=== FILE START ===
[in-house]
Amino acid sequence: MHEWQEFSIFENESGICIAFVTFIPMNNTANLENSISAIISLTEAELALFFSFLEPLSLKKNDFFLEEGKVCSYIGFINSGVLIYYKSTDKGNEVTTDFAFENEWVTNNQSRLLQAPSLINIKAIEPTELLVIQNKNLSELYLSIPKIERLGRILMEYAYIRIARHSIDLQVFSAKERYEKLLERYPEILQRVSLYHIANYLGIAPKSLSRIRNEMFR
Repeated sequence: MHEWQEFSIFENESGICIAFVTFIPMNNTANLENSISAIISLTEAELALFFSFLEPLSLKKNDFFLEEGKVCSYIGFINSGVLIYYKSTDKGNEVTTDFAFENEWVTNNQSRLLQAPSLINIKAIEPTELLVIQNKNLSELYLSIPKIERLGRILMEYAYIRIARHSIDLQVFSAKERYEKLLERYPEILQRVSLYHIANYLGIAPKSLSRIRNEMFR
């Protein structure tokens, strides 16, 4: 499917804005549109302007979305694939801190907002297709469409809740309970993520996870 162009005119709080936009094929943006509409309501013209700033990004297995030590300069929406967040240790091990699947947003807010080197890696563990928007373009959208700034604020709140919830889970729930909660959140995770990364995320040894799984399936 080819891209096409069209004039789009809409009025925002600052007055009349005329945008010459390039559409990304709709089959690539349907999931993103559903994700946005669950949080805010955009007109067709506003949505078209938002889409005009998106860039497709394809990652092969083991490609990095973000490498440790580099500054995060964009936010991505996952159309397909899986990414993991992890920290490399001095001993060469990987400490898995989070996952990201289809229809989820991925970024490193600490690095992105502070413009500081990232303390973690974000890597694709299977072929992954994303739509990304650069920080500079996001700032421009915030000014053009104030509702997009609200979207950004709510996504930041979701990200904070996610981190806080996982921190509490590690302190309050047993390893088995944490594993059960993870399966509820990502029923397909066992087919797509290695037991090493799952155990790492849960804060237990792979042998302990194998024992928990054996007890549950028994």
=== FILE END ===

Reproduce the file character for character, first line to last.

[in-house]
Amino acid sequence: MHEWQEFSIFENESGICIAFVTFIPMNNTANLENSISAIISLTEAELALFFSFLEPLSLKKNDFFLEEGKVCSYIGFINSGVLIYYKSTDKGNEVTTDFAFENEWVTNNQSRLLQAPSLINIKAIEPTELLVIQNKNLSELYLSIPKIERLGRILMEYAYIRIARHSIDLQVFSAKERYEKLLERYPEILQRVSLYHIANYLGIAPKSLSRIRNEMFR
Repeated sequence: MHEWQEFSIFENESGICIAFVTFIPMNNTANLENSISAIISLTEAELALFFSFLEPLSLKKNDFFLEEGKVCSYIGFINSGVLIYYKSTDKGNEVTTDFAFENEWVTNNQSRLLQAPSLINIKAIEPTELLVIQNKNLSELYLSIPKIERLGRILMEYAYIRIARHSIDLQVFSAKERYEKLLERYPEILQRVSLYHIANYLGIAPKSLSRIRNEMFR
């Protein structure tokens, strides 16, 4: 499917804005549109302007979305694939801190907002297709469409809740309970993520996870 162009005119709080936009094929943006509409309501013209700033990004297995030590300069929406967040240790091990699947947003807010080197890696563990928007373009959208700034604020709140919830889970729930909660959140995770990364995320040894799984399936 080819891209096409069209004039789009809409009025925002600052007055009349005329945008010459390039559409990304709709089959690539349907999931993103559903994700946005669950949080805010955009007109067709506003949505078209938002889409005009998106860039497709394809990652092969083991490609990095973000490498440790580099500054995060964009936010991505996952159309397909899986990414993991992890920290490399001095001993060469990987400490898995989070996952990201289809229809989820991925970024490193600490690095992105502070413009500081990232303390973690974000890597694709299977072929992954994303739509990304650069920080500079996001700032421009915030000014053009104030509702997009609200979207950004709510996504930041979701990200904070996610981190806080996982921190509490590690302190309050047993390893088995944490594993059960993870399966509820990502029923397909066992087919797509290695037991090493799952155990790492849960804060237990792979042998302990194998024992928990054996007890549950028994």